I'm doing touch that's why. So if I do ls file*.txt, notice it's still finding relatively everything. But notice here that it is find file.txt. What if I wanted to match at least one thing right? So something has to be there, star will match nothing and it will match anything that matches that, right?

So if you put question mark there, so question mark actually is going to match exactly one character. So notice that it dropped all the -mn, the -nt, the 10, right, 10 didn't show up. And also file.txt didn't show up either. So things that have in there two characters match there.

So by the same token, I could do And notice that it found only ones that have States after them. Frankly, I don't use the question mark a whole lot, but I use the star one all the time. So I'm going to go ahead and create another folder here, mkdir folder3.

Going into folder3, and I wanna come in here and I wanna make file 1 through 30. I can actually do touch file1..30 using curly braces here and .txt. And if you look here, it actually goes out and expands 1 through 30. And so that can be useful as well.

And it's not just useful for numbers, you can actually do it for letters as well. So if I do a..z like that, it actually went through and created all. You know, file A, file B, file C, file D, so on and so forth. Let's just do it with Echo, because I'm creating a lot of files right now.

But if I do a..z like that, notice that it does that. But you can also go backwards. Z..A. And you can even skip with ..2, and it will do every odd one right? Or every five. And you can do echo, 1 to 100..10. It's probably more useful if you do it from 0 or more interesting.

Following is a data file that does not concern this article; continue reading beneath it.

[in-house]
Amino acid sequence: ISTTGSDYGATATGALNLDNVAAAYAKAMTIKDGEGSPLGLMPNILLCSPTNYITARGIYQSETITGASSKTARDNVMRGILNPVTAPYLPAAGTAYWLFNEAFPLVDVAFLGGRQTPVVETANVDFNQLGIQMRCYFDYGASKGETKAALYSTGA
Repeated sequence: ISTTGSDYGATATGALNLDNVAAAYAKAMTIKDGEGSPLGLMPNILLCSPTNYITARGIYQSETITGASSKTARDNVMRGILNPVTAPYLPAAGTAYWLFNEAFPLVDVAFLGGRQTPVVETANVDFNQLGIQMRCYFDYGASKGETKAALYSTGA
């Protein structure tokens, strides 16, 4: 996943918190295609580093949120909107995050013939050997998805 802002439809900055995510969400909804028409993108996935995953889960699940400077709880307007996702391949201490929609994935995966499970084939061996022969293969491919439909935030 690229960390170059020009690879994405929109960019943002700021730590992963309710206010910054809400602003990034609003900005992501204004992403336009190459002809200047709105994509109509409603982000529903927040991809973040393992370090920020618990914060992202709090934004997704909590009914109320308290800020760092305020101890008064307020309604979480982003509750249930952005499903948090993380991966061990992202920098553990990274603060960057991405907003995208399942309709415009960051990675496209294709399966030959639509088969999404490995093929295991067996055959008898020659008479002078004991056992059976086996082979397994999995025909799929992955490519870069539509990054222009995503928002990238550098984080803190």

So, there's some pretty fun stuff with that. I mean, you can go, it's actually just doing ranges of characters. So that works with capital A's, but if I do like lowercase a, those are next to each other. So let's do capital A to the lowercase c. There you go, anyway, I was escaping every time.

There's a whole range of things that you wanna do, for the most part you're not gonna use ranges to do crazy things like that, but I will find myself doing it with the numbers for sure. There's also some fanciness you can do with like using them next to each other.

So I can do a to z and I can also do 1 to 5. It'll actually give me every permutation of that, a1, a2, a3, a4, a5, b1, right? And you can start getting like, pretty insane with how much you want to put in there, right?. But that's also how you can do that.

Again, that's not terribly useful all the time, but there's going to be like one occasion like, hey, I needed to create like so many of these files all at once. How am I going to do that? This is a useful way of doing that.
>> What if your file contains a star or a question mark?

>> I'm not sure that's a valid path. So it actually might not even be valid for Linux to do that, but normally the way you can do that is with \. So let's try, file, Yeah, no it is, right there. You can see it. So the way I did it right there, this is called an escape character, which I imagine many of you if you've been programming have seen how to do that before.

The backslash means like, the next character that you're about to see I want literally this character and not something else. Like you'll see it with spaces, so I can make touch a file, and then backslash space. And now that you can see right there, this one right here.

It actually literally put the space character into my file name. So yeah, use the backslash. And I imagine someone's asking themselves questions like well then how do I do backsplash, or backsplash, backslash, you just put two backslashes, so if I do touchFile and then I'd put two backslashes.

You can see right there I have the backslash in it right there.